The Dallas Journal, Volume 48, 2002 Page: 7
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Dr. Samuel B. Pryor, Early Prominent Dallas County Resident
moved to Dallas, Dallas County, Texas, where Dr. S. B. Pryor and his brother,
Dr. C. R. Pryor, practised [sic] medicine for a number of years. In 1866 Dr. S. B.
Pryor died and his wife and eight children, of whom six are now living,
moved to Arkansas. Her eldest son was the first child born in Dallas. She
and her husband were the third family to settle in Dallas. She went back to
Dallas in 1886 on a visit, but there was such a change everything was as
strange as if she had never been there. At her death her hair was
as black as it was twenty-five years ago and her memory was as good as it was
She had a fine education and was very familiar with medicines. While
she was in Arkansas two doctors offered to give her a fine paid of pill bags and
to keep her supplied in medicine if she would practice, but she refused to do so.
Dr. C. R. Pryor during the 60s published the Dallas Herald. He left many years ago, and
in 1881 or 1882 died in New York.
Mrs. Pryor was a lover of The Dallas News, and as long as she was able, never failed to
read it. She knew most all the old settlers The News has been speaking of so often. She was
confirmed in the Episcopal Church by Bishop Gregg of Galveston and always live a consistent
Christian life. W. L. PRYOR.54
None of the above sources mentioned Samuel B. Pryor's involvement in the Civil War until I checked
the microfilm roll containing biographies of Dallas' prominent people in the Texas / Dallas History and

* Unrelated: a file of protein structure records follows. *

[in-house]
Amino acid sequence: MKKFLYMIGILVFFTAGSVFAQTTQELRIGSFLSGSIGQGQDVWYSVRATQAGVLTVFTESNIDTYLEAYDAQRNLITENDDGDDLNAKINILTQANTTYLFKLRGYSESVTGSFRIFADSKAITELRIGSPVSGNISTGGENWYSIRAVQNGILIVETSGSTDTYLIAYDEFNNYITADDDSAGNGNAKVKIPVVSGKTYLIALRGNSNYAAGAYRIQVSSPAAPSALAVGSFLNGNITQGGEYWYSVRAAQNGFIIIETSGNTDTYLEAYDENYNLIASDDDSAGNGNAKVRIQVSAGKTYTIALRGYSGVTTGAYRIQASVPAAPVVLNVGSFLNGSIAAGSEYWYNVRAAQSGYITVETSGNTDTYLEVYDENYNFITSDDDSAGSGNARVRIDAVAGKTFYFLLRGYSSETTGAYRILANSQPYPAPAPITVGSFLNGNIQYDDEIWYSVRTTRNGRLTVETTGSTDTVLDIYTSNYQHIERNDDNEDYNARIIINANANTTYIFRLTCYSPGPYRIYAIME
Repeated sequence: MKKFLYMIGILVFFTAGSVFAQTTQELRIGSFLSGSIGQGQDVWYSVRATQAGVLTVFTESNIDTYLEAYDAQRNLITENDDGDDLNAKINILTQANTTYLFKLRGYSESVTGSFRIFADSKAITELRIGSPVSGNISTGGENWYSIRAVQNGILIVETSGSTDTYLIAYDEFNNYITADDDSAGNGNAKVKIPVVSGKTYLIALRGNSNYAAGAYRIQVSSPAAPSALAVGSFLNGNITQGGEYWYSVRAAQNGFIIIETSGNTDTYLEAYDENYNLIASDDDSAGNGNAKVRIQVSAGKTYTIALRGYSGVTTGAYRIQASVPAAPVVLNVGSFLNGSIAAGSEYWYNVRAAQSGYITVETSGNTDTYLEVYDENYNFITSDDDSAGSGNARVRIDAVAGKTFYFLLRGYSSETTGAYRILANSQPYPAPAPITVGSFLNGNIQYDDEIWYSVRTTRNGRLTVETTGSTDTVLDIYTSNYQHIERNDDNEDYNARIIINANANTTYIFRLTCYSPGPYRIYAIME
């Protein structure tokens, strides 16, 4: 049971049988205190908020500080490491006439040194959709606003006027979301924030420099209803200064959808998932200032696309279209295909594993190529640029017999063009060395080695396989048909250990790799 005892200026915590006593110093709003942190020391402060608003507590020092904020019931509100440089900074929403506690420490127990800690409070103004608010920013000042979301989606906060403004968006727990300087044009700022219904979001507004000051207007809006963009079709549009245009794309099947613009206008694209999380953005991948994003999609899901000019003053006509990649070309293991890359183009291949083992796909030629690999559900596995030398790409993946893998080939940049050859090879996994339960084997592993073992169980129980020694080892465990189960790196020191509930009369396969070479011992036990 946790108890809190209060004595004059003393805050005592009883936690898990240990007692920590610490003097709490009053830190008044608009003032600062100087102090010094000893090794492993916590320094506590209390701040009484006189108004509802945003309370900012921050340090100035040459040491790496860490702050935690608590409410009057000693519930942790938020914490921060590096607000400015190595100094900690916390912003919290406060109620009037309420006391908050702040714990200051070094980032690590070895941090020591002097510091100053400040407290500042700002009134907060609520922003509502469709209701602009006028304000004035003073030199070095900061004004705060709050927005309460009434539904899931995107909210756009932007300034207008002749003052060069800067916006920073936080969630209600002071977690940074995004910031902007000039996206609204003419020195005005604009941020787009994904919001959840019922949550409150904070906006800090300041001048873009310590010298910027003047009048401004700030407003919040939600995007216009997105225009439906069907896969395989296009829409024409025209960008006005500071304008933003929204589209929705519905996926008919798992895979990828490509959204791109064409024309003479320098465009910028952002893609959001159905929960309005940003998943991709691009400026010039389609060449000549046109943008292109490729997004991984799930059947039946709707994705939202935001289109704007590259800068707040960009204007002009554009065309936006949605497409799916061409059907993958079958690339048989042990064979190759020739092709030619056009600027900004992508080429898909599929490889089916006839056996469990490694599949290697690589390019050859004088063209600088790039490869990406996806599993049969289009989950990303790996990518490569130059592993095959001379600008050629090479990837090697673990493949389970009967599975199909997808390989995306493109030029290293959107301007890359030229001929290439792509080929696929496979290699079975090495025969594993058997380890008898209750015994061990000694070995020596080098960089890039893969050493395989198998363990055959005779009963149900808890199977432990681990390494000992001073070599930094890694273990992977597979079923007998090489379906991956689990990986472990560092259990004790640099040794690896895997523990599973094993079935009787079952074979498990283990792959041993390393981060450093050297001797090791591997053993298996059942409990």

Archives Division. Included in the section on Samuel B. Pryor, a reference was made to his military
participation in the letter dated 12 February 1957 between Lester N. Fitzhugh of Lancaster, Texas to
Mrs. J. P. Greenwood, a former historian for the Texas division of United Daughters of the Confederacy.
Mr. Fitzhugh was not able to find anything definite on Pryor's service other than him being mentioned
only once in the Official Records, "this relating to his appointment on 4 September 1861 as state
procurement agent for the purchase and collection of '[heavy] clothing, blankets, comfortables, and other
articles' for use of the Confederate Army [during the coming winter]. This appointment envisioned
establishment of a depot at Dallas... Dr. Pryor was evidently still a civilian at this time, which was prior
to the organization of most Texas Confederate units."55 Mr. Fitzhugh did further research into the books
on Texas Confederate artillery officers and was not able to find Pryor's name. He pointed out that
companies did not have surgeons, but the surgeon was a special staff officer of the regiment.
If Pryor served as a surgeon in the 19th Texas Cavalry, then he
must have been the regimental surgeon. In that case he would have had
the "assimiliated" rank of captain, but would have been officially designated
as "Surgeon Samuel B. Pryor." Technically, he would have been an
"assistant surgeon," which was the Confederate Medical Department's
classification for all regimental surgeons. As stated, these ranked as
captains. All other medical officers were full "surgeons" with assimilated
rank of major. But in practice no distinction was made and the proper
address was "Surgeon."56
As Mr. Fitzhugh suggested, the allegation that Pryor belonged to Company "K" of the 19th Texas
Cavalry, C.S.A., as a surgeon, was that ...
...it frequently happened that a physician desiring to enter a
regiment traveled to the point of rendezvous with his local company. The
regimental organization included an election of officers. This was usually
a "cut and dried" affair so far as the colonel was concerned, but the regimental
The Dallas Journal 2002 7
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Dallas Genealogical Society. The Dallas Journal, Volume 48, 2002, periodical, June 2002; Dallas, Texas. (texashistory.unt.edu/ark:/67531/metapth186861/m1/11/: accessed September 22, 2017), University of North Texas Libraries, The Portal to Texas History, texashistory.unt.edu; crediting Dallas Genealogical Society.